Disclaimer: The findings and conclusions in this report are those of the authors and do not necessarily represent the official position of the Centers for Disease Control and Prevention, and Maryland Department of Health and Mental Hygiene.
Requirements for Successful Completion: Complete the learning activity in its entirety and complete the online CNE evaluation.
Authors Conflict of Interest Disclosure: Jennifer Bradley disclosed that she is employed by Janssen-Cilag, which markets Eprex®. Belinda Butcher disclosed that she provided statistical and medical writing services funded by Janssen-Cilag. All other authors reported no actual or potential conflict of interest in relation to this continuing nursing education activity.
Nephrology Nursing Journal Editorial Board Statements of Disclosure: Deborah H. Brooks, MSN, APN-BC, CNNNP, disclosed that she is on the Consultant Presenter Bureau and the Advisory Board for Affymax, Inc.
Paula Dutka, MSN, RN, CNN, disclosed that she has received grant/research support from Keryx, Amgen, Rockwell, Fibrogen, Dynovox, and Otsuka; and she is on the Consultant and Presenter Bureau and the Nephrology Nurse Advisory Board for Affymax/Takeda.
Patricia B. McCarley, MSN, RN, ACNPc, CNN, disclosed that she is on the Consultant Presenter Bureau for Amgen, Genzyme, and OrthoBiotech. She is also on the Advisory Board for Amgen, Genzyme, and Roche and is the recipient of unrestricted educational grants from OrthoBiotech and Roche.
All other members of the Editorial Board had no actual or potential conflict of interest in relation to this continuing nursing education activity.
This article was reviewed and formatted for contact hour credit by Beth Ulrich, EdD, RN, FACHE, FAAN, Nephrology Nursing Journal Editor, and Hazel A. Dennison, DNP, RN, APNc, CPHQ, CNE, ANNA Education Director.
Commercial Support and Sponsorship: No commercial support or sponsorship declared.
Non-Endorsement of Products: Accreditation of activities for contact hours does not imply approval or endorsement of any product, advertising, or educational content by the American Nephrology Nurses' Association (ANNA), or the American Nurses Credentialing Center’s Commission on Accreditation.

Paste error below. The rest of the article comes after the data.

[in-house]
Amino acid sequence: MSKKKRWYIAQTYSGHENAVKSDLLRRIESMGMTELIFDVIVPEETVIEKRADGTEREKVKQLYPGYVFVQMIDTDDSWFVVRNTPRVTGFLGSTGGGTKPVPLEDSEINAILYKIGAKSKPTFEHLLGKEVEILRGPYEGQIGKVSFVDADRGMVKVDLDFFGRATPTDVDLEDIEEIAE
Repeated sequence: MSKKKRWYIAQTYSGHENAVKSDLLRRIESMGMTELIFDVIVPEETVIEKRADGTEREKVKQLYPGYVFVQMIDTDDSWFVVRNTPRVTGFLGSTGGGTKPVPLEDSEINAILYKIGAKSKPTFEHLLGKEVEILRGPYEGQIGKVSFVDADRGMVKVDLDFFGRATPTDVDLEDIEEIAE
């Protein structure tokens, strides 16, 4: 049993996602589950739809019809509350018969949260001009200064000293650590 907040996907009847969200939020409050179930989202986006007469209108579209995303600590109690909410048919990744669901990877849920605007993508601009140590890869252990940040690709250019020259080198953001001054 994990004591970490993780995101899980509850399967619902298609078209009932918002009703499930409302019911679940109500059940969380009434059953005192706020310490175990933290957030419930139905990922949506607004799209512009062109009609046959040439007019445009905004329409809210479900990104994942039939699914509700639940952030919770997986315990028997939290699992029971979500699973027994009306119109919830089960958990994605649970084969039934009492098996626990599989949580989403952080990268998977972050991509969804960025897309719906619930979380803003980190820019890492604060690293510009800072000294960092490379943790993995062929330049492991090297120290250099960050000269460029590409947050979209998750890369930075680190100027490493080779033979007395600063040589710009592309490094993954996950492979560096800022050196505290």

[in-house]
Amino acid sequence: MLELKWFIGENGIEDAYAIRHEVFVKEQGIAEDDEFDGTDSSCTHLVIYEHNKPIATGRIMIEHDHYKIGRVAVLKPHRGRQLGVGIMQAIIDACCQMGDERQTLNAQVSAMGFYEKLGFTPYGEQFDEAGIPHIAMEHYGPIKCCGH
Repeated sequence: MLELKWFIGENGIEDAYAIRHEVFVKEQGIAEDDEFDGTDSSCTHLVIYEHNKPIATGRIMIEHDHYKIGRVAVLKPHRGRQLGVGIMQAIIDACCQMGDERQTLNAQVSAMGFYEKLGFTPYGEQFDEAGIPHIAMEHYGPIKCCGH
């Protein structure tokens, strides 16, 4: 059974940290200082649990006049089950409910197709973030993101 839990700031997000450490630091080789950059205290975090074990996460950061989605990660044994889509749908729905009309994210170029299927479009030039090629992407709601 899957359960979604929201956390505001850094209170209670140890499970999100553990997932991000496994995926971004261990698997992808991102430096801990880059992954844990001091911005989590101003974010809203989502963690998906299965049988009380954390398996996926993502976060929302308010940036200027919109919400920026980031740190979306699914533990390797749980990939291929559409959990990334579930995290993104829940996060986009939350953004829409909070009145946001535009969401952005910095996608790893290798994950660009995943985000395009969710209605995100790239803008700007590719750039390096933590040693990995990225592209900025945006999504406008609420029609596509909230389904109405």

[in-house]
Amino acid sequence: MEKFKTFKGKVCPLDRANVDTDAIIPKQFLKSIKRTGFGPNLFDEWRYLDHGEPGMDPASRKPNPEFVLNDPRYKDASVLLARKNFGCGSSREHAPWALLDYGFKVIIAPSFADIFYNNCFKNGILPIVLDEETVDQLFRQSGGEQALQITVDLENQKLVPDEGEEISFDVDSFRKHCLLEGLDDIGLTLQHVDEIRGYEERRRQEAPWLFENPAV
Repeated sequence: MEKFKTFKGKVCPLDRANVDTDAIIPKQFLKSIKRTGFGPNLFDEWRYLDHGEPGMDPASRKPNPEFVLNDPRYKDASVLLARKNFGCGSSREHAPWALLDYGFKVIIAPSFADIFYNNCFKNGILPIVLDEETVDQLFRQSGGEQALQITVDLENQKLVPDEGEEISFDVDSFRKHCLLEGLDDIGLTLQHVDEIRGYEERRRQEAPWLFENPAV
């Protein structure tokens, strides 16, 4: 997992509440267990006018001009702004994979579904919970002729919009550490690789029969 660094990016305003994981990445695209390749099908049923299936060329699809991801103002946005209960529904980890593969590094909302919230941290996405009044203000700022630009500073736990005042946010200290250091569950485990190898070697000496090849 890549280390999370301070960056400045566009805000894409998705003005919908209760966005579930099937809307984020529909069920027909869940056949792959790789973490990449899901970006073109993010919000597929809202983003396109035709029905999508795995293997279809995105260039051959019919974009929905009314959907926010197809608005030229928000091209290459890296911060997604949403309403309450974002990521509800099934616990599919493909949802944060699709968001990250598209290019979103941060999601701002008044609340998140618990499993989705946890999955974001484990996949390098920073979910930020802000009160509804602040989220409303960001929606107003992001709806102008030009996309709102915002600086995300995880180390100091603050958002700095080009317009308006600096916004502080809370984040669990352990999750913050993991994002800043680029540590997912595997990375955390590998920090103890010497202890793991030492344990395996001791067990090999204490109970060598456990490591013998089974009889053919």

Accreditation Statement: American Nephrology Nurses’ Association is accredited as a provider of continuing nursing education by the American Nurses Credentialing Center’s Commission on Accreditation.
Accreditation status does not imply endorsement by ANNA or ANCC of any commercial product.
ANNA is a provider approved by the California Board of Registered Nursing, provider number CEP 00910.
Goal: To provide an overview of the effects of changing the frequency of the administration of erythropoietin-stimulating agent on hemoglobin levels in patients on peritoneal dialysis.
Explain the impact of less frequent medication administration of erythropoietin-stimulating agents (ESAs) for patients on peritoneal dialysis on hemoglobin variability.
Discuss the key findings of this study on patients who are on peritoneal dialysis.
Review the limitations and implications for further research on patients who are on peritoneal dialysis related to the findings of this study.
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